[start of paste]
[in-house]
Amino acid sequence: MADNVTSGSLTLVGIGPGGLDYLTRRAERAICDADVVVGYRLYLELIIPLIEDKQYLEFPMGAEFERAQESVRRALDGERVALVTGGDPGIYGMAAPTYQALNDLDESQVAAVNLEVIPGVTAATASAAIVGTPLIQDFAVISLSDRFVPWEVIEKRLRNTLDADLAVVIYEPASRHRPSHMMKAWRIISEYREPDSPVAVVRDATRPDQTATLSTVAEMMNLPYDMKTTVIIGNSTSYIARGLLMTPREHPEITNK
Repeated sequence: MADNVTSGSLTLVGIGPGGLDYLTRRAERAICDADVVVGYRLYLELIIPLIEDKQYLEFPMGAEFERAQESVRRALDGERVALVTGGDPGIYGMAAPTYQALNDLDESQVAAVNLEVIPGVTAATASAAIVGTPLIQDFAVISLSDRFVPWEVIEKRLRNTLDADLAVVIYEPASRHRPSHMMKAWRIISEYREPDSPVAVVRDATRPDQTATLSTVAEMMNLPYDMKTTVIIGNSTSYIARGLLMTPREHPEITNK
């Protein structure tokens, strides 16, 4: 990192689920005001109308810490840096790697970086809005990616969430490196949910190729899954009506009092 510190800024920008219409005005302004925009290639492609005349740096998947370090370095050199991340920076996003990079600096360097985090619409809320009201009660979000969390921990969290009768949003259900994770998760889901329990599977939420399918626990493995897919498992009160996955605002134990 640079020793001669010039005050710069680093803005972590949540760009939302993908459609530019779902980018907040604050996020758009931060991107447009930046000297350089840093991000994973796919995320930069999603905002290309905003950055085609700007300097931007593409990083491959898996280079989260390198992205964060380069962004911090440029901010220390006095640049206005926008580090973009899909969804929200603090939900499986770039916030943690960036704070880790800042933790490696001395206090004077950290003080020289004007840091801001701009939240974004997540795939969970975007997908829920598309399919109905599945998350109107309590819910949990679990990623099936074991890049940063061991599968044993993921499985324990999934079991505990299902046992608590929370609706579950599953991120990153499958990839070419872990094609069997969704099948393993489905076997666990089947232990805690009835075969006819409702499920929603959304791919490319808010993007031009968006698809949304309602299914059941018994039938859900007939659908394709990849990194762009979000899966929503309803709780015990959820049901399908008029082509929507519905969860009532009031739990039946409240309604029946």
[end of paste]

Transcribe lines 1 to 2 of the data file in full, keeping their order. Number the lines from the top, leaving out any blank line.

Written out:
[in-house]
Amino acid sequence: MADNVTSGSLTLVGIGPGGLDYLTRRAERAICDADVVVGYRLYLELIIPLIEDKQYLEFPMGAEFERAQESVRRALDGERVALVTGGDPGIYGMAAPTYQALNDLDESQVAAVNLEVIPGVTAATASAAIVGTPLIQDFAVISLSDRFVPWEVIEKRLRNTLDADLAVVIYEPASRHRPSHMMKAWRIISEYREPDSPVAVVRDATRPDQTATLSTVAEMMNLPYDMKTTVIIGNSTSYIARGLLMTPREHPEITNK